The DOE Delegation reconvened at the historical Carver Terrace Public Housing site to learn about the direct impacts of the fossil fuel industry on this once fenceline community. In 2012, Carver Terrace Public Housing was closed due to lead and asbestos contamination and its close proximity to oil storage tanks and refineries. Residents were relocated to a new complex to be built on the northern side of town, farther away from the refineries. But many of the residents questioned if moving a mile or two away would be enough to solve the ongoing health problems many of them faced.
Hilton Kelley, who grew up in Carver Terrace and the founder of Community In-Power Development Association, Inc., shared hopes of a low-income serving community solar garden being developed on the property of the former public housing site. Mr. Kelly worked with DOE’s Solar Energy Innovation Network (SEIN) to conceptualize the “Solar Powered Substation,” a future site for community members to charge electric vehicles, phones and other electronics.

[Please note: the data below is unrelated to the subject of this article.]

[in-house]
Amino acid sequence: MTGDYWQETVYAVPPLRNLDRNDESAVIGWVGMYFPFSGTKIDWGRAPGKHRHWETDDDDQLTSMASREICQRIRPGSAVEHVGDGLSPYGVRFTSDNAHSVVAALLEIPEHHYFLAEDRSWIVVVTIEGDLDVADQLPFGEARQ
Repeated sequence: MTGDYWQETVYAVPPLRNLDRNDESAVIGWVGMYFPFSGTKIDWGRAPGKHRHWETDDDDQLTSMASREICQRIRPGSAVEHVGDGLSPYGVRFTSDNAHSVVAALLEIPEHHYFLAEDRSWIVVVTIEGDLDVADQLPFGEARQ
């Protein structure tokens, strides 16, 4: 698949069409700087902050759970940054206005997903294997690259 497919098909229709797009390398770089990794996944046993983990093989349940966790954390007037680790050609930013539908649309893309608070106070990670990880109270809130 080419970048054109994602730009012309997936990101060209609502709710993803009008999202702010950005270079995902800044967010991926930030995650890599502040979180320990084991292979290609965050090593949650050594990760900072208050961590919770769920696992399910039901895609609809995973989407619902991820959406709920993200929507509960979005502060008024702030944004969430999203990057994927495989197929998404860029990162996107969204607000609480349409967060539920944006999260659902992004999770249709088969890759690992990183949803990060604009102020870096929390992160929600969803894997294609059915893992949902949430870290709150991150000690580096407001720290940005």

In the early afternoon, ED Director Shalanda H. Baker, also a Texas native with deep family roots in Port Arthur, TX delivered a keynote address at the Lamar State College Port Arthur (LSCPA) campus where she emphasized the Department’s commitment to advancing equity.
“At DOE, we recognize that the racial and economic disparities we see throughout the United States result from the legacies of slavery, Jim Crow, redlining, and a myriad of other government-sanctioned policies and systems,” said Director Baker. “Just as these policies were created intentionally, our efforts to undo their harm must be intentional.”